I would ask your supervisor whether to make a 1 + 3 application at their institution, the deadlines at ours are quite soon, so you need to move fairly quickly. If you already have a proposal, I'd make an application anyway. I have had them succeed and I've had them fail...I'm a big believer in having a go and if you have lots of firsts/distinctions on your transcripts, you may be ok. The supervisor has to write a few statements about the novelty/value/likely impact of your work, so if they are very convincing, this will help. Other 1+3's are advertised right now.

MercedesDeMonteChristo Sat 24-Nov-18 14:55:48

Thanks, yes the plan in our discussion was to meet internal deadlines for early December. I’ll plough on and see what happens. If I fail I fail, but I feel I have to try.

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happysinglemum20 Thu 29-Nov-18 19:38:42

I have PhD funding with a 2:1 BA and no MA (social sciences). I had a good proposal and relevant work experiences. But everyone told me it was impossible.

I'm not sure if this applies to you, but I have friends who are brilliant, but only applied to Oxbridge/ London research council scholarships - these are crazy competitive and they didn't manage to get funding. My advice would be to also look for departmental studentships, and be aware that for some reason, some universities seem to have a lot more than others, and they're not always the ones you'd expect - (eg the fairly decent London uni where I did my BA barely has any internal funding, but some 1994 universities have quite a bit). If you're flexible with moving, just apply to everything you can.

Re self-funding - There are new PhD loans, but you should work out the affordability of the repayments on an average salary combined with your undergrad loan - it might not be too bad depending on what plan for undergrad you're on. Self-funding might give you more flexibility on where to live (as long as you're able to commute to supervisor meetings ect).

I was prepared to self-fund personally, though it would have been a massive struggle. I would have kept working part time in my job where a PhD would be considered an asset - (not a huge asset, but still...grin). So you might want to consider if a PhD might help you in your career outside academia/ something else you might want to move in to.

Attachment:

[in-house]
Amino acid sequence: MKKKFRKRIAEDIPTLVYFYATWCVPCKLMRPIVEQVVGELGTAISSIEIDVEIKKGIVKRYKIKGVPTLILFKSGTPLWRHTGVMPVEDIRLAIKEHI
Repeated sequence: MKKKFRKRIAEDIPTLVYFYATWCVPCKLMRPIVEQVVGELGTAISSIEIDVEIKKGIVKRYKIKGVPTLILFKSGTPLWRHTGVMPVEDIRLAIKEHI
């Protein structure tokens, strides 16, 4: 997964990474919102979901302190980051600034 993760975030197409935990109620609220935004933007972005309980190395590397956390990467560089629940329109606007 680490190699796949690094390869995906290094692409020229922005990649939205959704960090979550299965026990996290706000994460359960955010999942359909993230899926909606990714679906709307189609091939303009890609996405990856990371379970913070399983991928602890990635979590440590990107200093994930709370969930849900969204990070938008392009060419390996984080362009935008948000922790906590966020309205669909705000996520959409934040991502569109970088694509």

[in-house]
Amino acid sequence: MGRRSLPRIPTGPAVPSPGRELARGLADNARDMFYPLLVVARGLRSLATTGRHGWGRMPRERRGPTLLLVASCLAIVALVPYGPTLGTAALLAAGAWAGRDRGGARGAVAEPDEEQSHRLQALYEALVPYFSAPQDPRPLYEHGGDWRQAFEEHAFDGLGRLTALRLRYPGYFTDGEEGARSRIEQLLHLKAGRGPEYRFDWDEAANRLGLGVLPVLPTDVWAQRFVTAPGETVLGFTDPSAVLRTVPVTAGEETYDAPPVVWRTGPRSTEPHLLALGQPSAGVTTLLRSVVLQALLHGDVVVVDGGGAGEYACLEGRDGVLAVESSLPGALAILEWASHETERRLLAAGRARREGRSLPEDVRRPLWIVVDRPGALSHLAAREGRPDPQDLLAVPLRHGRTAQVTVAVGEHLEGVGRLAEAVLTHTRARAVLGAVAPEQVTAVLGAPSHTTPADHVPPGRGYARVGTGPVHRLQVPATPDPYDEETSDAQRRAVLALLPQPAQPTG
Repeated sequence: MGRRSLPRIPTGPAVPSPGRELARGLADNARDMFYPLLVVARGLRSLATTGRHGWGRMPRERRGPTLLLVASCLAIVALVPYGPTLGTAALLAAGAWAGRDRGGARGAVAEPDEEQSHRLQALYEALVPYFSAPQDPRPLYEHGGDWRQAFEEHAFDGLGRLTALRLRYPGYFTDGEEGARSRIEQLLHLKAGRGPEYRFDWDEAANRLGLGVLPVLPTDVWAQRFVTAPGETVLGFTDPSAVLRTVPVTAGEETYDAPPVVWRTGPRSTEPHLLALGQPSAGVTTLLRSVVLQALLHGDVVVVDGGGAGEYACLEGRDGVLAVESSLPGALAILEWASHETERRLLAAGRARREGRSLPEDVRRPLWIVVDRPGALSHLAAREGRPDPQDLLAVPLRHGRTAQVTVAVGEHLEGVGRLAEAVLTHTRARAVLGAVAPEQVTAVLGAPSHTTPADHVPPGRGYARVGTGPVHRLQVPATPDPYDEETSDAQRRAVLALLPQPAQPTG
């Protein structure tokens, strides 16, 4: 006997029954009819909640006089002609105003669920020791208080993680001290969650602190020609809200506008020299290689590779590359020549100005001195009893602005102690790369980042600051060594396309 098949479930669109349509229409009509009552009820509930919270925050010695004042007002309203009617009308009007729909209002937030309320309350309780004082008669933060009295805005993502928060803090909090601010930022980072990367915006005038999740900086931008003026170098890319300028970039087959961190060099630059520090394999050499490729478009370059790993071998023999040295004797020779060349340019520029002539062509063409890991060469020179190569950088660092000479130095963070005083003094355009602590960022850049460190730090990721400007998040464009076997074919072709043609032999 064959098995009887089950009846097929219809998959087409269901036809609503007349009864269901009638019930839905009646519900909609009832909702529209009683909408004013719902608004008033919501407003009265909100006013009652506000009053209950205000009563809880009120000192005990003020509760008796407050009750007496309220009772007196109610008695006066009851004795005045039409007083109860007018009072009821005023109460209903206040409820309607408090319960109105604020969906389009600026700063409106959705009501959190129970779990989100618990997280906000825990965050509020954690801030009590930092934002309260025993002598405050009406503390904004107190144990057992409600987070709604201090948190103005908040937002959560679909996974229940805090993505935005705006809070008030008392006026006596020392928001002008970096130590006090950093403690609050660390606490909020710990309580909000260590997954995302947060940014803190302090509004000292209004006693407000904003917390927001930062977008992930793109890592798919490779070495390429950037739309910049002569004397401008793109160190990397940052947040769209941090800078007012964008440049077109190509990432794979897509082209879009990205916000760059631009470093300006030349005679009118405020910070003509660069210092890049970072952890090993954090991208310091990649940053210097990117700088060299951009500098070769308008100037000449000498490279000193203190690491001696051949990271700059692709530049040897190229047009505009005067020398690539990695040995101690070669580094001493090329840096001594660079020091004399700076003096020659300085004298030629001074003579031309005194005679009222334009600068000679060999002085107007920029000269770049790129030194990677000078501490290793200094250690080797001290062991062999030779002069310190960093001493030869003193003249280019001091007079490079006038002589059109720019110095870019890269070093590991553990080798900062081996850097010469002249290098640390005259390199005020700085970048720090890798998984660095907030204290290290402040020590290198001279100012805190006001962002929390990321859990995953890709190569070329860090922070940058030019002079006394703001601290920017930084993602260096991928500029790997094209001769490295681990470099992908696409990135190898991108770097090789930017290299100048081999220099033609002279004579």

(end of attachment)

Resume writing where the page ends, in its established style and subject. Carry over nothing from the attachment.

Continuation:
Best of luck and keep updated flowers

MercedesDeMonteChristo Mon 14-Jan-19 21:34:51

Just reporting back that I haven’t messed up my chances of a PhD as I have today been offered a place on my preferred university.

Funding obviously still pending but I feel much better about it all even if it doesn’t work out.

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bibliomania Tue 15-Jan-19 14:10:59


Orchiddingme Thu 17-Jan-19 22:26:46

Great news! Fingers crossed.

happysinglemum20 Fri 18-Jan-19 21:42:20


MercedesDeMonteChristo Thu 28-Mar-19 18:27:18

Eek, I've been shortlisted for a funding stream but it requires an interview (humanities). Any top tips?

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MercedesDeMonteChristo Wed 08-May-19 10:49:21

For any future applicants who might be disappointed and be worried about this, I had my interview and was awarded funding. It is not research council but is external and administered by the university. It's perfect for me as the remit is close to my research interests so will present good networking opportunities.

Thank you so much for all the advice on this thread (and this entire forum to be honest).

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downcasteyes Thu 09-May-19 07:33:15


greenandsilverflowers Thu 09-May-19 07:51:52


Springisallaround Thu 09-May-19 16:40:54

Great news!